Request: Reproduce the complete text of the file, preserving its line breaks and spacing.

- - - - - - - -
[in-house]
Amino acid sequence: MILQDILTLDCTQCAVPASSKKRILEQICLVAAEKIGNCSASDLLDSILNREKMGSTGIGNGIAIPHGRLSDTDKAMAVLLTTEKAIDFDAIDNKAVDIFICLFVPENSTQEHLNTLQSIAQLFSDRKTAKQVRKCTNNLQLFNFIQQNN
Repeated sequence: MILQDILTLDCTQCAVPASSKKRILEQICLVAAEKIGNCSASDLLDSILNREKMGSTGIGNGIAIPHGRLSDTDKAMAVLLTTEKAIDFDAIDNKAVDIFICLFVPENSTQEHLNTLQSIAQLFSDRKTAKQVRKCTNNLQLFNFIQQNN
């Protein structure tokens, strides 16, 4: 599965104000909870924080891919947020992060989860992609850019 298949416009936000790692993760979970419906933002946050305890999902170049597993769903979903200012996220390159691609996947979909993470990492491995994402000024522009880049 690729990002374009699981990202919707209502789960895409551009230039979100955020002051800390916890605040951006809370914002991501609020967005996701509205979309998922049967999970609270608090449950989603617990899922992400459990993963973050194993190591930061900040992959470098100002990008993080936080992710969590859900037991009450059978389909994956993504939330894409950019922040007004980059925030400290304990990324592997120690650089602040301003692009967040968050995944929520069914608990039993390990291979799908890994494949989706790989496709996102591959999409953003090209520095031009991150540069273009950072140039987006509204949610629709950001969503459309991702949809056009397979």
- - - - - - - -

[in-house]
Amino acid sequence: MILQDILTLDCTQCAVPASSKKRILEQICLVAAEKIGNCSASDLLDSILNREKMGSTGIGNGIAIPHGRLSDTDKAMAVLLTTEKAIDFDAIDNKAVDIFICLFVPENSTQEHLNTLQSIAQLFSDRKTAKQVRKCTNNLQLFNFIQQNN
Repeated sequence: MILQDILTLDCTQCAVPASSKKRILEQICLVAAEKIGNCSASDLLDSILNREKMGSTGIGNGIAIPHGRLSDTDKAMAVLLTTEKAIDFDAIDNKAVDIFICLFVPENSTQEHLNTLQSIAQLFSDRKTAKQVRKCTNNLQLFNFIQQNN
């Protein structure tokens, strides 16, 4: 599965104000909870924080891919947020992060989860992609850019 298949416009936000790692993760979970419906933002946050305890999902170049597993769903979903200012996220390159691609996947979909993470990492491995994402000024522009880049 690729990002374009699981990202919707209502789960895409551009230039979100955020002051800390916890605040951006809370914002991501609020967005996701509205979309998922049967999970609270608090449950989603617990899922992400459990993963973050194993190591930061900040992959470098100002990008993080936080992710969590859900037991009450059978389909994956993504939330894409950019922040007004980059925030400290304990990324592997120690650089602040301003692009967040968050995944929520069914608990039993390990291979799908890994494949989706790989496709996102591959999409953003090209520095031009991150540069273009950072140039987006509204949610629709950001969503459309991702949809056009397979």